Instead, during his studies there, a business professor, Glen Strasborg, encouraged the young Heinkel to apply to graduate school. At the same time, he fell in love with teaching, discovered during his work instructing undergraduate students as part of his MBA assistantship.
He applied for and was accepted into the PhD program in Finance at the University of California at Berkeley, graduating with his doctorate in 1979.
Members of the finance academic community and his UBC colleagues tout Heinkel's research in corporate finance as top-notch.
In fact, he has a reputation that in co-authored research he is the one willing to slog through the heavy number-crunching at hand. (Hence his nickname, "The Duke of Algebra"--a moniker he keeps as part of his office computer screen saver.)
But it is his commitment to teaching that stands out. Besides the classroom, nowhere is this more apparent than in his involvement in the PMF program--a program that will likely be his main legacy at UBC.
"He is the PMF--it's Rob. He is so dedicated to it," says Maureen Howe, vice-president of Equity Research at RBC Dominion Securities Inc. in Vancouver.
She has known Heinkel for over 17 years--first as a student and then as a colleague and member of the UBC PMF client committee.
Over the years, the student managers of the portfolio have done well. Since its inception in 1986, the $300,000 actively managed fund has grown to a value in excess of $2 million.
"He has got to be one of the most dedicated professors anywhere," says Howe. "He puts so much of himself in everything--in every course and for every student. I can say that as a student he always had time for me."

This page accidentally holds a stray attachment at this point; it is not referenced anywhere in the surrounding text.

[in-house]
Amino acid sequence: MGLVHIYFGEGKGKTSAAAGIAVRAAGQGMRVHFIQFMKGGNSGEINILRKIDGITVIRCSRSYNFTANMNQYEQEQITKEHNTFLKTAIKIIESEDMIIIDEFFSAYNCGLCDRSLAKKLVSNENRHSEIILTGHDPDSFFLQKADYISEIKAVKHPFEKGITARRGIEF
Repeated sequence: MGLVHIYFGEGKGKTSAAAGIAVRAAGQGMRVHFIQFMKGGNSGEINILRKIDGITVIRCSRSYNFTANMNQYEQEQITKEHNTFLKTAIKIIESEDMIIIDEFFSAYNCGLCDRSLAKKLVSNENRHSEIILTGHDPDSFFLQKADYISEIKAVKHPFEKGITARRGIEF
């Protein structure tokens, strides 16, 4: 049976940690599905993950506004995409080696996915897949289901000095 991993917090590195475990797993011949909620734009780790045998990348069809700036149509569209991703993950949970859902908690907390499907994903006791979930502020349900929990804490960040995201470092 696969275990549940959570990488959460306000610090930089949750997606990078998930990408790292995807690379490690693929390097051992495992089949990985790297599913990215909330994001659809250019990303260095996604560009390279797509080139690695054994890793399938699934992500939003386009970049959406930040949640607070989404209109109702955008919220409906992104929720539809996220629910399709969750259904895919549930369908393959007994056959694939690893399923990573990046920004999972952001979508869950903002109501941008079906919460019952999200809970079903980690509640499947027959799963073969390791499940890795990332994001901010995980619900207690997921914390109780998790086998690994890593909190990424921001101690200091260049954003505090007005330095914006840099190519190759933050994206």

Howe credits Heinkel, who served as her faculty adviser during her PhD program, with a large part of her success at UBC.
"I got my PhD because of Rob," she says. "The most important thing in your grad studies is choosing a good PhD adviser. You need someone who is willing to spend a lot of time with you and to advise you or you are in trouble."
Howe also praises Heinkel for his ability to make financial theory relevant to his students.
"Rob has really done an incredible job at taking theory and providing a bridge into the business community. He takes the fundamentals of finance and manages to make it not only understandable but applicable in the real world and that's not easy to do," says Howe.
Deans agrees, "Rob is a great communicator with the business community."
For Heinkel, the joy in teaching is in seeing "a little light that goes on
in students' eyes when they
really get it."
"I am not sure that Rob has a life outside of UBC," laughs Howe. "He is unbelievably dedicated. He is always available for students--he's in late at night, early in the day and on the weekend."
That dedication was recently recognized by the MBA Class of 2000 which bestowed a Commerce Graduate Society Teaching Excellence Award upon Heinkel last fall. He also received the Arne Olsen Master Teacher Award for 1991-92.
Throughout the years, attempts to entice him away from UBC have surfaced, but for the former sun-state resident who has learned to enjoy cycling and running in the rain, Vancouver is home.
"I am not leaving. I am happy here."